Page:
exec.Command output for Windows query command

Hi! I’m new to GO and run into a problem where I would need some help.
I’m writing a little utility (on Manjaro Linux, GO version: go1.17.6 linux/amd64) and compile it for Windows (W10, amd64).
(I have no Administrator rights on the Windows machine, so I can’t install GO there.)
It should start the Windows query utility (“query user /server:xxx.xxx.xxx.xxx”) in loop for a number of hosts and I would like to do some further processing on the result.
Below is a simplified version of the code with only the troublesome bits.

The code itself runs perfectly and if I replace “query” with some linux commands, it prints the proper output for every iteration on my dev Linux machine. I think it’s not really a language problem but rather a specific Windows interaction problem with GO.
For testing, I’ve chosen 3 IPs with 3 different “query” responses:
(Responses when query is started from the Windows command prompt)

  1. Remote machine is used: query’s OUTPUT is the USER NAME
  2. Remote machine is free: query’s OUTPUT is No user exists for
  3. Remote machine is down: query’s OUTPUT is Error The RPC server is unavailable

When I run the code, the fmt.print at the end of the loop prints the correct user name for the PC where a user is present. For the other two possibilities, it prints nothing. The String is empty.

I asked this question over at Stackoverflow.com and there were some ideas with pipes but none of the suggested solutions has worked.
I don’t understand what the difference is, when I start query from the command line and when I start it inside my code. If I replace “query” with “ipconfig” and run it on the Windows machine, it nicely prints the output for each iteration.
What does query differently, so that the StdOut in my code only receives one of the three possible answers. Does anyone have an idea? Thanks.

package main

import (
    "os/exec"
    "strings"
    "fmt"
    "syscall"
    "log"
)

var ip_addresses []string

func main() {
        fmt.Print("Starting... \n")
        ip_addresses = append(ip_addresses,"/server:192.168.10.1")
        ip_addresses = append(ip_addresses,"/server:192.168.10.3")
        ip_addresses = append(ip_addresses,"/server:192.168.10.4")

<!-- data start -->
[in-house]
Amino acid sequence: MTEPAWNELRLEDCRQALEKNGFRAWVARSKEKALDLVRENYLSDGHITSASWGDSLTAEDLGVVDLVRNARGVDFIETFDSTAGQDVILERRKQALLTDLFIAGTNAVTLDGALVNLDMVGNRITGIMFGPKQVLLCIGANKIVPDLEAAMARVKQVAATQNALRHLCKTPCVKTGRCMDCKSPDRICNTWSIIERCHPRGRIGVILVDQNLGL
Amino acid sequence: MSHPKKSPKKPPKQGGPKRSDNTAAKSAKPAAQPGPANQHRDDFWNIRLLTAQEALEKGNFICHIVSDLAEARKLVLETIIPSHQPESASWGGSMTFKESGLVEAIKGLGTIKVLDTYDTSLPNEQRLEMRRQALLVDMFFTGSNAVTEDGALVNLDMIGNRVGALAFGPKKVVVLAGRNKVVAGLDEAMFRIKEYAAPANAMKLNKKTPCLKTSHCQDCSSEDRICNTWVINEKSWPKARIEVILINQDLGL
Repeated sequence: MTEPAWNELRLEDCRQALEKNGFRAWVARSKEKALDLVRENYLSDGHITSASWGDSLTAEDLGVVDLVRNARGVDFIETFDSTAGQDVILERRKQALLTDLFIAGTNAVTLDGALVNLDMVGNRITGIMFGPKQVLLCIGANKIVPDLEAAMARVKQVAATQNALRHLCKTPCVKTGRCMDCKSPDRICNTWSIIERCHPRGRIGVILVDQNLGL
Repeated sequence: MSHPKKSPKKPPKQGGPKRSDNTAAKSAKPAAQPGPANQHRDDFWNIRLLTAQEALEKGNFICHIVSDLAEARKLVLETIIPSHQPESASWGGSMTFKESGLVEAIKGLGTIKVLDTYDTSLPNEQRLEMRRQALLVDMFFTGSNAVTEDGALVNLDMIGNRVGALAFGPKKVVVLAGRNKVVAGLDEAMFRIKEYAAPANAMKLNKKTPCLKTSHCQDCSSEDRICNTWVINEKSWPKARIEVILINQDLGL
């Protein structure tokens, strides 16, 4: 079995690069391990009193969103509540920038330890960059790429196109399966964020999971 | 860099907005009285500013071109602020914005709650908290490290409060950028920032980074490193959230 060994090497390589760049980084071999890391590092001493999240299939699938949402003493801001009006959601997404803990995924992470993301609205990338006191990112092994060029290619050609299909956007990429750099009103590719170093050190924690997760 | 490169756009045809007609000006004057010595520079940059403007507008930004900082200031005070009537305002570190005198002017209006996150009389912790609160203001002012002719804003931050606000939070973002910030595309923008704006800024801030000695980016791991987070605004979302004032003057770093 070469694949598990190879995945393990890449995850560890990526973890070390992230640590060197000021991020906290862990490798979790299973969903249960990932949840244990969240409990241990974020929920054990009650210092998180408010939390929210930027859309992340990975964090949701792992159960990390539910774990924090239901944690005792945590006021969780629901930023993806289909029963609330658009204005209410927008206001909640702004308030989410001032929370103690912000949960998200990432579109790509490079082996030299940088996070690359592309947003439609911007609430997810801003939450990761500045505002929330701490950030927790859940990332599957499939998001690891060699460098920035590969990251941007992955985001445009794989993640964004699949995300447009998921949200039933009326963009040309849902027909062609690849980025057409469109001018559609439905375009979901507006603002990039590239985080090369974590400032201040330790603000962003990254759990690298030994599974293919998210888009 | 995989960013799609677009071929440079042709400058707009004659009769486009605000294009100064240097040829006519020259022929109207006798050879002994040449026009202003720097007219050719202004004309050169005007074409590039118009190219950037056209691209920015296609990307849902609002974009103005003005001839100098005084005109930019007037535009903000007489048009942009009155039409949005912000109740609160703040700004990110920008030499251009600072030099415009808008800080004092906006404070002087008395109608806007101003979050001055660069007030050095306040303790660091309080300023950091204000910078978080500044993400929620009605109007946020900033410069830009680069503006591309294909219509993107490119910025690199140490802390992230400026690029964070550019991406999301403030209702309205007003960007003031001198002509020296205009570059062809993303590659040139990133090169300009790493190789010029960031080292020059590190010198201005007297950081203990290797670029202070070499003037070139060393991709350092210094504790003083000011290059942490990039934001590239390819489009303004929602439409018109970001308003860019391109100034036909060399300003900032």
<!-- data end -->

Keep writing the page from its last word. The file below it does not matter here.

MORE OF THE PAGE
for _, eachline := range ip_addresses {
        if strings.HasPrefix(eachline, "#") != true {
            fmt.Print("IP Address: ", eachline, "\n")
            cmd := exec.Command("query", "user", eachline)
            stdout, err := cmd.Output()
            if exit, ok := err.(*exec.ExitError); ok {
                if status, ok := exit.Sys().(syscall.WaitStatus); ok {
                    log.Printf("Exit Status: %d", status.ExitStatus())
                }
            } else {
                log.Fatal(err)
            }
            fmt.Print(string(stdout))
        }
    }
}

I’m able to duplicate this, and I think I have a workaround, but I don’t really understand why. Here’s similar code that I wrote:

package main

import (
	"fmt"
	"os/exec"
)

func main() {
	servers := []string{
		"localhost",
	}

	for _, server := range servers {
		cmd := exec.Command("query", "user", "/server:" + server)
		out, err := cmd.Output()
		fmt.Println(string(out))
		if err != nil {
			if ee, ok := err.(*exec.ExitError); ok {
				fmt.Println("ExitError:", string(ee.Stderr))
			} else {
				fmt.Println("err:", err)
			}
		}
	}
}

Which produces the following output:

C:\Users\Sean>go run Downloads\test.go
 USERNAME              SESSIONNAME        ID  STATE   IDLE TIME  LOGON TIME
 sean                  rdp-tcp#2           2  Active          .  1/25/2022 6:48 AM

ExitError:

Which (I think) tells me that query user is getting its output, but also returning a non-nil error.

Thanks Sean! :+1: What happens if you run your code with a non existent host? Query should display the error message as in #3. Does your code prints that message? (I can only test your code tomorrow morning when I log in to my work PC.) Or is this code not yet the workaround…
It’s too late and I’m no longer able to think in Go…:grinning_face_with_smiling_eyes:

Yes, the (*exec.ExitError).Stderr contains the message:

Error 0x000006BA enumerating sessionnames
Error [1722]:The RPC server is unavailable.

Fantastic! I just tested it and it works perfectly. Thank you! :slightly_smiling_face: